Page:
In no particular order, here are some of the common questions and answers

Q: How do I insert the sim cards?

A: In most cases there will be a video on your phone’s product page

Q: How do I use my new Android 7 phone?

Q: How do I use my new Android 8 phone?

 

How do I use the fingerprint scanner?

Q: Why can’t my computer see my phone when I connect them?

A: Some manufacturers encrypt their phones to protect your data, in which case use Cloud-based services like Dropbox or Google Drive/Photos to sync your devices. But invisibility can also be caused by a lack of drivers. If your phone has a Mediatek (MTK) chipset, this link may assist.

Q: Why do I have to buy original USB-C cables from your store instead of getting cheap USB cables elsewhere?

A: Because you could blow up your phone or burn your house down during the night. USB-C cables are tuned to each phone. Watch this video or ignore it at your peril. Likewise, NEVER use a micro usb to usb-c converter plug to charge your phone – it is a fire risk.

Q: The phone says it is 4G, but every time I make or receive a call it drops to 3G, why is that?

A: Because your new phone is more advanced than your mobile network. Voice over LTE (VoLTE or 4G voice calling) is not yet available in NZ. You will know it when you get it because your call becomes high-definition studio quality, but that service will not become widespread until after 2020. Until then, even though our phones support enhanced 4G the NZ telcos don’t, and you will really be making voice calls on 3G. 4G in NZ is a data service not a voice service.

Q: Why is my Bluetooth more intermittent on my new phone?

A: Google discovered a major security flaw in Bluetooth in 2016 which could allow hackers to raid your bank accounts using older Bluetooth protocols. It immediately introduced new security protocols (and continues to do so) making it harder for new phones running Android 7 and 8 to connect with less secure devices (usually bluetooth watches, car stereo head units, fitness devices, hearing aids etc which are capable of themselves being hacked while connected and less likely or able to be security-patched). This means a connection that may work fine on your two or three year old iPhone or Samsung no longer works so well on your new phone. You are not alone, millions of Samsung, Huawei, Sony, Pixel and other expensive phone brands no longer connect well with older less secure devices. Either put up with it or buy updated devices with the latest security patches, but be aware that Bluetooth security is now volatile and new phones from any manufacturer may not be as stable as you have been used to with your old phones.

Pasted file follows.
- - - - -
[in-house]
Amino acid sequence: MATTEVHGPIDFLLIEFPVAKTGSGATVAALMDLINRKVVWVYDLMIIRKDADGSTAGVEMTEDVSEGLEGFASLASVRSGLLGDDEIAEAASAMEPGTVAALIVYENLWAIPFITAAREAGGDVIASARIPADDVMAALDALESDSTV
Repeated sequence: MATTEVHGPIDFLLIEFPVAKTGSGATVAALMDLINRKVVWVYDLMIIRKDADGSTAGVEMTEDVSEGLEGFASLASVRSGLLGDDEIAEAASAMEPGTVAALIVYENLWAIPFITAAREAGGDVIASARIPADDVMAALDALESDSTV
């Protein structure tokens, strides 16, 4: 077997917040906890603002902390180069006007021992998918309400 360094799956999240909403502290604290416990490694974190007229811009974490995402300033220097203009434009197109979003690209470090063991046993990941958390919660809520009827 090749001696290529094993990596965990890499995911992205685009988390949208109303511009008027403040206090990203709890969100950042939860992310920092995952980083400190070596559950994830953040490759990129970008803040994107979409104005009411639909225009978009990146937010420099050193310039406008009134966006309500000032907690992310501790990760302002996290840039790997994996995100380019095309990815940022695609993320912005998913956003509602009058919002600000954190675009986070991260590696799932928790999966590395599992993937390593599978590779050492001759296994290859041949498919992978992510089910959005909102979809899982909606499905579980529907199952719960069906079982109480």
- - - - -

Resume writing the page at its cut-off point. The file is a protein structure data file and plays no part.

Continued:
There are a couple of other new features in Android 7 and 8 that aggravate the problem. The first new feature is Low Energy (LE). This was introduced both to save power and also to significantly reduce the radiation emitted by your device (a major health benefit of your new phone). Unfortunately the new low energy standards mean your device may not be as stable when it connects to older bluetooth units which are looking for a full-power transmission 100% of the time. Bluetooth LE is not backwards compatible with non LE devices, and if you are in an area of heavy traffic (crowds, roads, offices etc) where other phones and bluetooth units are nearby, the interference can cause signal dropouts. A possible workaround is to try and give your phone as much power for bluetooth transmission as possible. Go to Settings/Battery and look for the three vertical dots at top right. Tap on those. Tap on Battery Optimization. Select Not Optimised and tap All Apps. Find every app that is Bluetooth or BT related, and every app for Call or Phone, and for each app choose Don’t Optimise. If still necessary (and if your phone supports it) choose “Sports” or “Full Power” mode under the main Battery setting. Obviously this will cause faster battery drain.

The second new feature is Google’s new Location/High Accuracy setting. This allows Google to better pinpoint your location by scanning nearby wifi hotspots or other bluetooth devices as you drive past them. However, when combined with Low Energy the momentary diversion of your phone to “scan” someone else’s bluetooth device as you drive by can cause a signal dropout. The best fix for this is to go to Settings/Location and tap on the three dots, tap on Scanning and turn off wifi and BT scanning. Some system apps will scan regardless of the setting you choose so this is not an absolute fix but it should reduce the frequency of dropouts.

We’ll add more as the questions arise